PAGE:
June 21, 2007

Broken English

Zoe Cassavetes' feature directing debut riddled with coincidence and lonely-girl clichés

By R. Emmet Sweeney

A film out of its time, Broken English has the feel of a failed slacker indie from the '90s. Set in the more exotic quarters of Manhattan, it finds Nora Wilder, an upper-middle class twit played by Parker Posey, in the throes of a pre-mid-life romantic crisis. Snubbed by a slew of East Coast operators, only the restorative powers of a foreign other can save her, and here it arrives in the wiry form of a stubbled Frenchman named Julien (Melvil Poupaud). Posey’s character is abrasively unappealing, descending into self-pity at the drop of a date (at Film Forum!), moping through her day with the help of wine and valium. An understandable attitude for the Singles/Before Sunrise set, maybe, but these youthful insecurities are transferred whole into Posey’s 30-something, rendering her a pathetic woman-child, seemingly incapable of living on her own.

Unfortunately, Broken English is not intended to be a seedy peek into bourgeois self-loathing. Writer/director Zoe Cassavetes has something far more conventional in mind -- that loneliness is short-lived as long as one has the cash to fly to Paris with Drea de Matteo on a whim. What renders the benumbing cliché of the plot even more painful is the presence of Zoe's mother, Gena Rowlands; working in the shadow of her legendary parents must be difficult, but casting Ms. Rowlands as Nora’s mom makes it impossible not to recall her own incandescent take on mid-life breakdown in John Cassavetes’s galvanic A Woman Under the Influence (1974). Her tour-de-force proves that self-abnegation isn’t without its pathos.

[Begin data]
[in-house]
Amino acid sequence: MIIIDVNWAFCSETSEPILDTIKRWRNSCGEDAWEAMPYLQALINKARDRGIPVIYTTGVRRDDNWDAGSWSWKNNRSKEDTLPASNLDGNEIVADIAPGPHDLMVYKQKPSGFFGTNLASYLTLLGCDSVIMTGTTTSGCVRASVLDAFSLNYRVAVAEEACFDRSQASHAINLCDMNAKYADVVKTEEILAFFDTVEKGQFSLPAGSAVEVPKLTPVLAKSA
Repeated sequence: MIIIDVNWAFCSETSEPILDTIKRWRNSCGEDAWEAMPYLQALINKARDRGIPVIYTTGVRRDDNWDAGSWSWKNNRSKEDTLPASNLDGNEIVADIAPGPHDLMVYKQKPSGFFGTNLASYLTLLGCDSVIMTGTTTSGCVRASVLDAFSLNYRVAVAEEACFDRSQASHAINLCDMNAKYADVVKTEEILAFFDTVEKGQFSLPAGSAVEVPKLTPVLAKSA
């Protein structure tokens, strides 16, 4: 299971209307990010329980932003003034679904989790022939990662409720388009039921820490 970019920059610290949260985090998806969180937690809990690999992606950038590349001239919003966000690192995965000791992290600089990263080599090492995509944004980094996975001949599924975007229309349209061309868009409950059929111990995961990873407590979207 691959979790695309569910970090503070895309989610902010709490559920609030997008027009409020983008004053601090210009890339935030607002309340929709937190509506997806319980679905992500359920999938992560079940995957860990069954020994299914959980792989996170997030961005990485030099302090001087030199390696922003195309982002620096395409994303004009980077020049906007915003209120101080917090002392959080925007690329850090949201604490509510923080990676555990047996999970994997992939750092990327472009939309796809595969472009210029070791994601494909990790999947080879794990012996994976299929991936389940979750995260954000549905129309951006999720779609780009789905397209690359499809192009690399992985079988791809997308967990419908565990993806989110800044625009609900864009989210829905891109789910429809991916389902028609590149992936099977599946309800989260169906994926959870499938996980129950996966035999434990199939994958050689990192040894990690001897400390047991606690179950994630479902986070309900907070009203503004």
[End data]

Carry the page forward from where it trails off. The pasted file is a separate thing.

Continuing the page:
Broken English has more modest goals, but mainstream pleasures evade its scattershot aim due to the enervating rhythm of the dialogue. Each conversation contains deadening empty spaces, as if the actors are pausing for a non-existent laugh track. There’s no detail to these cardboard urbanites, though there’s not much one can do with banalities like, “first you have to find love and happiness in yourself”, spoken by an older Parisian roué, one of many French mascots who dispense thematic statements in the nick of time. In New York, a fortune teller chases Nora to tell her, “Your father misses you!”, raising a figure barely discussed previously. It’s as though, realizing she had reached the page limit of her script, Cassavetes tried to shoehorn every lonely-girl motif she could into the final reel.

The coincidences (and non sequiturs) pile up with head-smacking speed until the final improbable cliché falls into place and our ludicrous heroine gets exactly what she wanted. The viewer, less so.

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